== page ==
Final Escape – Prison Break [Review]

Escape Stasi prison.

Location: Berlin, Germany

Date played: September 3, 2017

Team size: 2-4; we recommend 2-4

Duration: 60 minutes

Price: 79€ per team Mon-Thurs, 99€ per team Fri-Sun, 20€ discount for 2-player teams

Story & setting

Arrested and locked up by the Stasi, the East German secret police, we had to follow the clues left behind by other dissidents and escape prison.

In-game: A prison cell with a small bed, toilet, and table.

Final Escape’s Prison Break set was mighty compelling. It was a detailed, bleak jail experience with hidden complexity. We’ve often joked about all prison sets looking the same, but some really do stand out, and this was one of them.

Puzzles

Early on, much of the challenge was in determining how to make progress within the minimalist confines of prison. The later potion of Prison Break included more complex and involved puzzling.

Standouts

Prison Break offered more than initially met the eye. The spatial design and progression built drama into this escape room.

Final Escape designed the puzzles to feel like hacking. We had to make use of our limited resources to break ourselves out.

From the puzzles, to the resource management, to the exit itself, we enjoyed how the final act of Prison Break felt plausible.

The final puzzle sequence was fantastic.

Shortcomings

Prison Break was a linear escape room. With only one puzzle to work on at a time, when it slowed, it came to a halt.

Final Escape didn’t build a lot of clue structure into these puzzles. Prison Break wouldn’t have stalled as much if there was just a bit more path between the various interactions.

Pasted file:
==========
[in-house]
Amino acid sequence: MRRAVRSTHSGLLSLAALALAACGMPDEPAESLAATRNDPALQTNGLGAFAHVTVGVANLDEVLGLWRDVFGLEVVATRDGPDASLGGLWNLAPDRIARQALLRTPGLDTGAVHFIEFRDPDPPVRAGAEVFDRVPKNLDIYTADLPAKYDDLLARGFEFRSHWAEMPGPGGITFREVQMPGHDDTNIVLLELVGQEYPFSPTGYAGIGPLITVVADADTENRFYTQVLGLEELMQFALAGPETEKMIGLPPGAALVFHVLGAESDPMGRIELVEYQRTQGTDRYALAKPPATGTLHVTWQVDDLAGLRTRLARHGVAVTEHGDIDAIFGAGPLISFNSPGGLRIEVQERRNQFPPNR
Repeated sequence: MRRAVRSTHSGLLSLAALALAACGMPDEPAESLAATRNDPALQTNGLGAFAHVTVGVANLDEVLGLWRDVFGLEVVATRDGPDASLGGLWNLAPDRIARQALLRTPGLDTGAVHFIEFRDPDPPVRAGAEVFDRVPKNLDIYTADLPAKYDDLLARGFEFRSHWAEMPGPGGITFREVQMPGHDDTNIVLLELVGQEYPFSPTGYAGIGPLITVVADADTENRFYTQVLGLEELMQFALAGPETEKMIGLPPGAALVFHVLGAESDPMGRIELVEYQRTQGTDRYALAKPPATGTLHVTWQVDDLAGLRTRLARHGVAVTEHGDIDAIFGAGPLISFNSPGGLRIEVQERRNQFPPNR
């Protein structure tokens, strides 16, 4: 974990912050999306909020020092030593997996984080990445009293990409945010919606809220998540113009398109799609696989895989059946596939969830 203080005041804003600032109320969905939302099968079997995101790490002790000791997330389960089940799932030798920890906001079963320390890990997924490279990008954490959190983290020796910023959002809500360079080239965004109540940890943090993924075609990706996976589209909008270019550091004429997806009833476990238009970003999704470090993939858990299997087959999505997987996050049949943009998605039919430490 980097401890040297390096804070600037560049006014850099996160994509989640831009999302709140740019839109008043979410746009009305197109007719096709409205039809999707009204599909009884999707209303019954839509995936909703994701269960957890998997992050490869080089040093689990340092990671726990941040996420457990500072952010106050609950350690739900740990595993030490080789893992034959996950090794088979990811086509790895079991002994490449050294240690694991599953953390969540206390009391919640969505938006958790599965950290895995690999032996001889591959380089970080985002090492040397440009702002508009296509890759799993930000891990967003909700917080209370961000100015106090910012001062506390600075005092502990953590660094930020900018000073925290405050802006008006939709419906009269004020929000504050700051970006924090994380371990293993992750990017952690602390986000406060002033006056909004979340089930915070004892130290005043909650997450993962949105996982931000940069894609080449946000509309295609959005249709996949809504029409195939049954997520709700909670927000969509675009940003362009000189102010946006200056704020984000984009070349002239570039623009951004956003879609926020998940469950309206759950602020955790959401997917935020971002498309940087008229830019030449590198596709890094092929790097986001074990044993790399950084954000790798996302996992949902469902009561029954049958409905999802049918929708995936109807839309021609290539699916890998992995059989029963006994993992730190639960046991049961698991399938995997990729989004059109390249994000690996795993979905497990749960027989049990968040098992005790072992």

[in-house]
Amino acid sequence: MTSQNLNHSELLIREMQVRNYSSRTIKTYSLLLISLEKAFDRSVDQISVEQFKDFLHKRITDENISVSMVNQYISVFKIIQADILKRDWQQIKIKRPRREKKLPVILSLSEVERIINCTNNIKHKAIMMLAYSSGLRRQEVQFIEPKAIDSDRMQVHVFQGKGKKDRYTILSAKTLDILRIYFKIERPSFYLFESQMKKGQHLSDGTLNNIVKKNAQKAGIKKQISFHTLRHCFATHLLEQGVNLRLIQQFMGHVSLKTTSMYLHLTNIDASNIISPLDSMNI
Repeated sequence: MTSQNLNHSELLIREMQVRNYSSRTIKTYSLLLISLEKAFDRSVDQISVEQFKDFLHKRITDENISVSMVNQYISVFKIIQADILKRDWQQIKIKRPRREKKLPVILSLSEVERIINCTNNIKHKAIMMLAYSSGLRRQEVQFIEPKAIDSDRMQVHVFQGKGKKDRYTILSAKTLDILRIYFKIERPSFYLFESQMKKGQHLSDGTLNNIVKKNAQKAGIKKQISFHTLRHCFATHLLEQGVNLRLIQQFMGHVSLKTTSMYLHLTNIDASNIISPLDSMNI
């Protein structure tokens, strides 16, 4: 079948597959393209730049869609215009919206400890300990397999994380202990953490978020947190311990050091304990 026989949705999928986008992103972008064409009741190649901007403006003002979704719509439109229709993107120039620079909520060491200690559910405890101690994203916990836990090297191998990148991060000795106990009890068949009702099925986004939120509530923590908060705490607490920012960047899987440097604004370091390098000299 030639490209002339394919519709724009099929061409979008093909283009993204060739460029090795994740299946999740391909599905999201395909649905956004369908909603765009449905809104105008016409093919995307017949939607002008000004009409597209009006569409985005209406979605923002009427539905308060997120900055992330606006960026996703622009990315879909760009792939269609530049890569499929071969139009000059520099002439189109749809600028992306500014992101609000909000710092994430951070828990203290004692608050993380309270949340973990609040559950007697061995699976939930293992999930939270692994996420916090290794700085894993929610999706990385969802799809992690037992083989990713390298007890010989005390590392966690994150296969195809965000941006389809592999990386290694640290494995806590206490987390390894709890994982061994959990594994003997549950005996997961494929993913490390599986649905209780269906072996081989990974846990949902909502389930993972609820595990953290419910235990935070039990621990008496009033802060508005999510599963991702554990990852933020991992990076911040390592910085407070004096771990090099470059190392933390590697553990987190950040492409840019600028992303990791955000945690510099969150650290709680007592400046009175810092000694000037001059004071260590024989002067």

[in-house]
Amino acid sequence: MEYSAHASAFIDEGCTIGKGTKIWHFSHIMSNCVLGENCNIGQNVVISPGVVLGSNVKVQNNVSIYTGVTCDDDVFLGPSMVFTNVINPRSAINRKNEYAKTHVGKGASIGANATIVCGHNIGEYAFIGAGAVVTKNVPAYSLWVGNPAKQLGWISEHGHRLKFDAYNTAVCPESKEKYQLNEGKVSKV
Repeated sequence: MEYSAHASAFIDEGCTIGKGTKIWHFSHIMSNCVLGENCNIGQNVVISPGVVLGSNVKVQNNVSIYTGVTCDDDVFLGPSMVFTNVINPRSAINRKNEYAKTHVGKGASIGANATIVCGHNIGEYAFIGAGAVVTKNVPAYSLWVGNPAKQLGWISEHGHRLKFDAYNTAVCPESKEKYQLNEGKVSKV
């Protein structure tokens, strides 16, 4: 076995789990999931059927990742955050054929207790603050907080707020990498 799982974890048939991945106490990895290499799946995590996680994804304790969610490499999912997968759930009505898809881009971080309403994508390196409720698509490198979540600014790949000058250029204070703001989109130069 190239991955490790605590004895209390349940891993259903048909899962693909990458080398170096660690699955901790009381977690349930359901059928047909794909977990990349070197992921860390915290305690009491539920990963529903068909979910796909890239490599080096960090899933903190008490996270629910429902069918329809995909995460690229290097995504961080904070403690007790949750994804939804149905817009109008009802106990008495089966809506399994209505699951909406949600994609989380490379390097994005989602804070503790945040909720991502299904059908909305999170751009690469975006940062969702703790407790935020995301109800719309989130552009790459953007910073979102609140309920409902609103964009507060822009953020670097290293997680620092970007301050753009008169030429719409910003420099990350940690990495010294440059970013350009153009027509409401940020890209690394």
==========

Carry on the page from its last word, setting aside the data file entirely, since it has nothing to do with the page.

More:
Should I play Final Escape’s Prison Break?

Prison Break followed a narrative arc. We had to cobble together an escape with only the limited materials in our prison cells. As we moved through the escape room, the set changed, but still required us to work within the confines of a plausible space to craft a breakout. In this way, Prison Break felt more like an adventure than many escape rooms.

On the flip side, the puzzles were in making the connections. In general, they weren’t particularly complex or cerebral. I would have loved it if Final Escape had built more clue structure into this escape room and added another puzzle or two to fill the time.

Prison Break is an escape room for those seeking action and adventure over intense puzzling. Note that you have to crouch and crawl to move about this escape room. If that kind of sneaking around and hacking your way through seems exciting, I fully recommend Prison Break.

Book your hour with Final Escape’s Prison Break, and tell them that the Room Escape Artist sent you.

For a local perspective, see Escape Maniac (in German).

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